Ty has been doing horribly the entire hearing; this bit gives us a sense of why:

He's so disorganized that he is not thinking in terms of causes of action; he's thinking in terms of the whole incident. That's understandable for a non-lawyer; unforgivable for a lawyer.
There's no "general bad stuff" tort. You've got to take the incident apart and carefully break it down into causes of action. That's how this stuff works.
This takes me back to watching the Smothers Brothers when I was a kid - "Thank you." "That was not a complement."
Ty then dives back into conspiracy. Again. With evidence - Monica has friends and someone having friends is apparently evidence of conspiracy. Also, Monica talked to Funi after Vic was fired.

Of course, "conspiracy after the fact," like "attempted TI," isn't a thing.
Judge Chupp doesn't seem to be embracing this idea of conspiracy after the fact - and uses language that would produce an immediate apology from most lawyers. And when I say "most," I mean "all those with more of a grasp of their surroundings than a meth-addled muskrat."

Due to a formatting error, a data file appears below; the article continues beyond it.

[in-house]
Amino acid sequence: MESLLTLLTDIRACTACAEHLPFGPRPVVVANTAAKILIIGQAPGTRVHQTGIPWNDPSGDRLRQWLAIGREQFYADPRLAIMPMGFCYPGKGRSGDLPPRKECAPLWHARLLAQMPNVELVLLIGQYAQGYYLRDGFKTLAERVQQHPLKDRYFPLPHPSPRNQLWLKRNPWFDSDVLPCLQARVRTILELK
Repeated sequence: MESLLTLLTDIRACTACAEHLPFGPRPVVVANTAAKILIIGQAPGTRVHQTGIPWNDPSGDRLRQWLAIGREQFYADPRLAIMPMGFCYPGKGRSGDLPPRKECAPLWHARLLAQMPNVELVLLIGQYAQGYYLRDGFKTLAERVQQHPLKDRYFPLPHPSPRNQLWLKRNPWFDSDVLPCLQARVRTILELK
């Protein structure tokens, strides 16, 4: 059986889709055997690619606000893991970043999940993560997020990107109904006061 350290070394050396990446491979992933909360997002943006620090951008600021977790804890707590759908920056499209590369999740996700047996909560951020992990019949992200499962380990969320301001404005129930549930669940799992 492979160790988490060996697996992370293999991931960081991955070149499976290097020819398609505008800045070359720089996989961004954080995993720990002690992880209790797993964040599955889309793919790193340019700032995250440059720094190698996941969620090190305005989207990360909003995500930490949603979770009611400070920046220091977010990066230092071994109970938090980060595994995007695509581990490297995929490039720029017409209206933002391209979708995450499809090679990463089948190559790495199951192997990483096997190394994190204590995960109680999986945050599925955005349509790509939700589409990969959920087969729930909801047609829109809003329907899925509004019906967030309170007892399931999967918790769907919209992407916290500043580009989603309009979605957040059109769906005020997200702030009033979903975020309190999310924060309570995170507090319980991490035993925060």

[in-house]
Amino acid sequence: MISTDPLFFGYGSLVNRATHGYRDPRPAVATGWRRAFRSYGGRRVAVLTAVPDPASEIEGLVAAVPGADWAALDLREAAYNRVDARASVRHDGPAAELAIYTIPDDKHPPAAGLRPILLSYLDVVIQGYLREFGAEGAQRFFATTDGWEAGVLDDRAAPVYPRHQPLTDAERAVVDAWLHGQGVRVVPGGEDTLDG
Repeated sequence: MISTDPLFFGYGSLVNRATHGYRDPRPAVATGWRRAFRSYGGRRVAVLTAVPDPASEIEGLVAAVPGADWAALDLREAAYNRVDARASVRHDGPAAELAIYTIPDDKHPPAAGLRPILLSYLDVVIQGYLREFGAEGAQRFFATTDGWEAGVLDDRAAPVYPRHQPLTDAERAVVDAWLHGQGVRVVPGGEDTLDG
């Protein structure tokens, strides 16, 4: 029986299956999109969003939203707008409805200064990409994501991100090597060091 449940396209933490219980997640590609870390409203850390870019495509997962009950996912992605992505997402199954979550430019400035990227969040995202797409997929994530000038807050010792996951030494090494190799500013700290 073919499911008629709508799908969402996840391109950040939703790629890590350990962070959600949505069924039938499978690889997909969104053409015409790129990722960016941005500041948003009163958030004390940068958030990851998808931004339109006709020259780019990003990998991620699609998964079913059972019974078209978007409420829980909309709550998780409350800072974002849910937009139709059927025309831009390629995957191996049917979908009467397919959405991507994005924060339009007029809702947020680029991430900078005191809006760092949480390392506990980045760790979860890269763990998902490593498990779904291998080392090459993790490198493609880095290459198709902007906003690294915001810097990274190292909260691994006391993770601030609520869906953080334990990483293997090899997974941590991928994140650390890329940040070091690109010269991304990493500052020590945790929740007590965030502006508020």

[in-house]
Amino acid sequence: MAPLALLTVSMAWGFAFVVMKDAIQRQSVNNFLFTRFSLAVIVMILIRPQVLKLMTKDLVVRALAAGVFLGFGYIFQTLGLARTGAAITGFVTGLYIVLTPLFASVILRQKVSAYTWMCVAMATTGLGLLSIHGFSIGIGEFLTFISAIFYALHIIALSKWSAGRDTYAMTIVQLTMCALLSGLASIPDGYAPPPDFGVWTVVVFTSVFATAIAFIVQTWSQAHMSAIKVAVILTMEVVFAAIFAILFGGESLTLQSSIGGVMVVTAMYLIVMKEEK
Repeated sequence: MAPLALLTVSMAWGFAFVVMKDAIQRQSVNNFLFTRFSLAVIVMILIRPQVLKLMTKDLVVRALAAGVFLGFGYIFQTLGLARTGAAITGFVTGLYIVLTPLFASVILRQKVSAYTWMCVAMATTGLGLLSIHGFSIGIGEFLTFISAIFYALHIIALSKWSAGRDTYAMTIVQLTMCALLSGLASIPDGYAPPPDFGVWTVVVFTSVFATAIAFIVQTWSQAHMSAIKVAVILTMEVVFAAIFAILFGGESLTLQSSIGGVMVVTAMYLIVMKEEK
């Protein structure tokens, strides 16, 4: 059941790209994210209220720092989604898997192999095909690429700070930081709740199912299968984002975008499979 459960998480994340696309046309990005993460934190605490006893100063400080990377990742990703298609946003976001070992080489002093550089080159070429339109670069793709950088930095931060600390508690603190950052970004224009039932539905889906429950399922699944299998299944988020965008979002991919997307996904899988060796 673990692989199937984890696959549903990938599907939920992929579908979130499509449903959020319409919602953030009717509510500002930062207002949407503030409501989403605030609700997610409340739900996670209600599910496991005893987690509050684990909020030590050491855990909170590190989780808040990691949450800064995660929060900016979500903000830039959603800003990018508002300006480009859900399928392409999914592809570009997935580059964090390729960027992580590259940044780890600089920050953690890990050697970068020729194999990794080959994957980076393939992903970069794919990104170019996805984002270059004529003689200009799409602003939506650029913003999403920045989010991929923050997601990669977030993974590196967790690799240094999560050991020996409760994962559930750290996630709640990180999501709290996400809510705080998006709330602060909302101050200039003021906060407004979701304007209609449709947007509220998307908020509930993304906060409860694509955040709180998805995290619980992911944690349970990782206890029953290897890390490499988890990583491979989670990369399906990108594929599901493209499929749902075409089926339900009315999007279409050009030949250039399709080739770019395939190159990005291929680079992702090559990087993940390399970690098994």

(Taking a quick break - back soon.)
It looks like Judge Chupp gave Ty every chance possible here - and when I say "every" chance, I don't just mean "every chance to present evidence;" I mean "every chance to come back to Planet Earth."

It didn't work, so it's off to vicarious liability.
You know, getting called out by opposing counsel for completely misrepresenting the record is the kind of thing that can totally crater a lawyer's credibility with the court. But that's not really a problem for Ty anymore.
Amazingly, Ty Beard - a man whose entire TCPA response was submitted late - still wants the other side's stuff struck for being late.
Also, I don't know what the gain is for Ty on that. It's not like he can honestly say that they don't claim that she's an independent contractor - they did, even if they didn't submit evidence prior to the deadine. I don't get what he's trying to accomplish here.
Ohfuckohfuckohfuckohfuck - Ty. I mean. Owwwww.